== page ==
I read a lot of blogs and books on real food, farming, nutrition, and so on. (Disclaimer: I am not a nutritionist or a farmer, just a food blogger and an eater of real food.) There is one recurring truthy, specious factoid out there that just won’t quit. (Vocabulary below.) That one persistent truthy, specious factoid is “humans are the only animal to drink milk from other species.”
Here’s the real fact: humans are the only animal that figured out how to obtain and store the milk of another species so that we could consume it on demand. Lots of other mammals would love to drink the milk of another species but have to rely either on extra-species largesse or on humans to get it. The proof is in the pictures.
Cats emulating bipeds:
Some serious interspecies sharing:
Even this (ewww):
Now here’s something you don’t see every day (unless you have a cat):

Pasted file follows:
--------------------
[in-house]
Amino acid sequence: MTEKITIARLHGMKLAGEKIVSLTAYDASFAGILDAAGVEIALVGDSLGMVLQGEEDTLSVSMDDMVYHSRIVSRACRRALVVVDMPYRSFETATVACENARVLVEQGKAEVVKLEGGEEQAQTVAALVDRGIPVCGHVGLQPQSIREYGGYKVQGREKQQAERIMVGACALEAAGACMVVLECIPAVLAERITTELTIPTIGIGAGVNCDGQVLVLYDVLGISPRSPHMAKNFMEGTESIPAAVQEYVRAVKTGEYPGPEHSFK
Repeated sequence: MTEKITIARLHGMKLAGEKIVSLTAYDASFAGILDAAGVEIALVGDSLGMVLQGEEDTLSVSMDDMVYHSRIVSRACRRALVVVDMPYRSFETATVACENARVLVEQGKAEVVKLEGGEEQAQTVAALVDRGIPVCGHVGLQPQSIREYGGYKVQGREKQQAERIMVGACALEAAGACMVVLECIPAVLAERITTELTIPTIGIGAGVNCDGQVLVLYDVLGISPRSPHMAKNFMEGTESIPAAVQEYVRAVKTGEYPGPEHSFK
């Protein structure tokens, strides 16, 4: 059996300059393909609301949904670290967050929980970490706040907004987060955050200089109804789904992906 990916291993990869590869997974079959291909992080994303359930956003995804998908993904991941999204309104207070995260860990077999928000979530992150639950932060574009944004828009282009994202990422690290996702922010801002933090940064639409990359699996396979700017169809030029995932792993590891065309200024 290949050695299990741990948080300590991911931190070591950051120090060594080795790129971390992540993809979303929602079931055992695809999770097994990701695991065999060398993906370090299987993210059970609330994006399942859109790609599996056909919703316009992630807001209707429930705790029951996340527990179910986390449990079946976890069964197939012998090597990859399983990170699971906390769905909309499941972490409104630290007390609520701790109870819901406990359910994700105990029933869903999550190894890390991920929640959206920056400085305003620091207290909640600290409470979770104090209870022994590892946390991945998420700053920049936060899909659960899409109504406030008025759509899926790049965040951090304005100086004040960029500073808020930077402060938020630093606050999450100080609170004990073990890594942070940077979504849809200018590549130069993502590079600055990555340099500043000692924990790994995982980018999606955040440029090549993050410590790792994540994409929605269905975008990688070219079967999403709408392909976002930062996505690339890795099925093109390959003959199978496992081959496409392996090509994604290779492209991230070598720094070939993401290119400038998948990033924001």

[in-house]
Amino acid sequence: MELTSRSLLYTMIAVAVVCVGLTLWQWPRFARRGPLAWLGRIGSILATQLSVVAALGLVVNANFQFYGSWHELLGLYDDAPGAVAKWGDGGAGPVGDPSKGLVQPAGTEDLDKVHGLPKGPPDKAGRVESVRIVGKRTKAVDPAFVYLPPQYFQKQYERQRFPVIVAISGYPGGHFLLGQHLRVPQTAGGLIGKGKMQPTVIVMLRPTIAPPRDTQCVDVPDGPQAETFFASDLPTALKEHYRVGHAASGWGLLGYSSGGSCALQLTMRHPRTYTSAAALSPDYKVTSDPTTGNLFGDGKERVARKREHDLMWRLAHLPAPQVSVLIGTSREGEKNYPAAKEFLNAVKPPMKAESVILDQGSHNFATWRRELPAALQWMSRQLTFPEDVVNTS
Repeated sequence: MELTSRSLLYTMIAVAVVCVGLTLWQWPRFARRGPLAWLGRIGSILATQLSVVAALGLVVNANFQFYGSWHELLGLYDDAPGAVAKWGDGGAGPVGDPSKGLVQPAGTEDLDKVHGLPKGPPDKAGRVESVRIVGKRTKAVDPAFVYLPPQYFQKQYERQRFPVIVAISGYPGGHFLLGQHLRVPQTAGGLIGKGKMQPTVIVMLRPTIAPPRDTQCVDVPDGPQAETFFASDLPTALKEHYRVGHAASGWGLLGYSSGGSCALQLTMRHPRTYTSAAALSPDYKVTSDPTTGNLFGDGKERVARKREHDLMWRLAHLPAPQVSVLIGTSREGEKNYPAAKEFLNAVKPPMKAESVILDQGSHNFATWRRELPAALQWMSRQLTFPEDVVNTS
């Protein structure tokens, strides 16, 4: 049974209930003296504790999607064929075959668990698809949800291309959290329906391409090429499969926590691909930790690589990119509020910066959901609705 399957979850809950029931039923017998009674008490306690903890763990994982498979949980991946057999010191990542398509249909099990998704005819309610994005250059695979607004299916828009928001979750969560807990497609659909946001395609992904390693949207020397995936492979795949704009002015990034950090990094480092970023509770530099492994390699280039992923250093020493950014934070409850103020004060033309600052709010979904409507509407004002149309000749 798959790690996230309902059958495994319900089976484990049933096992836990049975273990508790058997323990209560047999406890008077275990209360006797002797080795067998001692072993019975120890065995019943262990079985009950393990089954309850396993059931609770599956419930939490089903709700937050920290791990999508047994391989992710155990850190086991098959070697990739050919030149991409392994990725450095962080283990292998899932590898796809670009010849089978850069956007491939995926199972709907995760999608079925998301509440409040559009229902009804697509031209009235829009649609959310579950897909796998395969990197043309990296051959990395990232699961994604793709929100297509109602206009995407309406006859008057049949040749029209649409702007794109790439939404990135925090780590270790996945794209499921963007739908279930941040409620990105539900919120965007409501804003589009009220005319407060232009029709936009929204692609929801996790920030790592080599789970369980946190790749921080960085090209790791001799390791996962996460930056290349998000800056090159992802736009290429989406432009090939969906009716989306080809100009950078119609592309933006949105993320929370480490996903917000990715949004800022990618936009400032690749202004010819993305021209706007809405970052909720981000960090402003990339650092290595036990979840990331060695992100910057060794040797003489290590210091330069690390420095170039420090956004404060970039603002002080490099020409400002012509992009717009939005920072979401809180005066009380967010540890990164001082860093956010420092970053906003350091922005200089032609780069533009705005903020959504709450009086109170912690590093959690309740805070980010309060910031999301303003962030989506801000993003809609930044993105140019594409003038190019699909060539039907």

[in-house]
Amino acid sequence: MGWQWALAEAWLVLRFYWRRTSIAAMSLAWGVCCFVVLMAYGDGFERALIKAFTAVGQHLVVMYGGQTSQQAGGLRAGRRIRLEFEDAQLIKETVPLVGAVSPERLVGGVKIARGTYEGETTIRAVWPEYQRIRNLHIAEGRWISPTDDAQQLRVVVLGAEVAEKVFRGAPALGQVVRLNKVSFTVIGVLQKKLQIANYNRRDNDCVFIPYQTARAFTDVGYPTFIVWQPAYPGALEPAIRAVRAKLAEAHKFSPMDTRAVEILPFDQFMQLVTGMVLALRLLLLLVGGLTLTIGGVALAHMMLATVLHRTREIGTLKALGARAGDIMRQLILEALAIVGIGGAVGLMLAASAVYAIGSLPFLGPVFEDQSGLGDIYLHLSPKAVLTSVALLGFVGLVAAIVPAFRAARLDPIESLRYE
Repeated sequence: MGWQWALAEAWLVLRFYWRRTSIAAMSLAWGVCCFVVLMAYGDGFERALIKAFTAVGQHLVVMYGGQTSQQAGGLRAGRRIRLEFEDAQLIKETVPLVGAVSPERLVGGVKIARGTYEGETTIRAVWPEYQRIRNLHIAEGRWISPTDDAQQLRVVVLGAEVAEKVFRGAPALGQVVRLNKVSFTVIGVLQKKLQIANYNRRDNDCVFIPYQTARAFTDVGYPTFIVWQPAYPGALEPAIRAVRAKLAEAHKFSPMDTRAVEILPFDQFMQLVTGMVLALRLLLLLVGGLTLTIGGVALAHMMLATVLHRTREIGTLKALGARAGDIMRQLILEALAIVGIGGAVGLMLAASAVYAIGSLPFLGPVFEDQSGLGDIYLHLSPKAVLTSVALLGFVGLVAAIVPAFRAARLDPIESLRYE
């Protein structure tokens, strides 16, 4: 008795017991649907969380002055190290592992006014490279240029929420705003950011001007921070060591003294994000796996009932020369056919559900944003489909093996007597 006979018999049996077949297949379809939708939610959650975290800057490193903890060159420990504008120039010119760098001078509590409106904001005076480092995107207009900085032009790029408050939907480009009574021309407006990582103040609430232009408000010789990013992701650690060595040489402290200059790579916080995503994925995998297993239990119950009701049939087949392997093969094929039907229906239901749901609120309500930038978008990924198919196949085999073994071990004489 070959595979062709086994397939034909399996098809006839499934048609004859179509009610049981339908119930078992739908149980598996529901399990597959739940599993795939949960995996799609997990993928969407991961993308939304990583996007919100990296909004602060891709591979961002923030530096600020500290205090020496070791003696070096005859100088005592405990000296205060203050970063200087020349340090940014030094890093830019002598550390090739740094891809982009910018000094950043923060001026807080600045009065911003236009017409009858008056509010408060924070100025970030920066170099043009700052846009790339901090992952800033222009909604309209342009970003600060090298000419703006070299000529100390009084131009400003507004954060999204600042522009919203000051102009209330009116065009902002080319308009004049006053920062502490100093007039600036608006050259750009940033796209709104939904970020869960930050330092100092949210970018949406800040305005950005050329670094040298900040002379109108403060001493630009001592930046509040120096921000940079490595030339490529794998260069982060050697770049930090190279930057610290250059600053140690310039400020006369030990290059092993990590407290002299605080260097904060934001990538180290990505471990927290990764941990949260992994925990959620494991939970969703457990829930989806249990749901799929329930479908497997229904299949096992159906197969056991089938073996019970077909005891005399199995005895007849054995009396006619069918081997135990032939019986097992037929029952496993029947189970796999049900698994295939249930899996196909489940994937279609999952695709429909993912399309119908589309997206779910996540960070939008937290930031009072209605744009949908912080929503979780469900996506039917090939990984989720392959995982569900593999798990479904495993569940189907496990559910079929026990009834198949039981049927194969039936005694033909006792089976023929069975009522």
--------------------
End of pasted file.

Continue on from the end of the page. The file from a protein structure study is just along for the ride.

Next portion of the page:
Scottie pinwheel dance for goats milk:
As it happens, humans are the only species that pay to live on the Earth.
- Superficially plausible, but actually wrong: “a specious argument”.
- Misleading in appearance, esp. misleadingly attractive: “a specious appearance of novelty”. In other words, sounds true but it isn’t
Coined by Stephen Colbert: the quality of knowing something in your gut, or your heart, as opposed to in your head.
- “truth that comes from the gut, not books” (Stephen Colbert, Comedy Central’s “The Colbert Report,” October 2005)
- “the quality of preferring concepts or facts one wishes to be true, rather than concepts or facts known to be true” (American Dialect Society, January 2006)
A factoid is a questionable or spurious (unverified, false, or fabricated) statement presented as a fact, but with no veracity. The word can also be used to describe a particularly insignificant or novel fact, in the absence of much relevant context. The word is defined by the Compact Oxford English Dictionary as “an item of unreliable information that is repeated so often that it becomes accepted as fact”.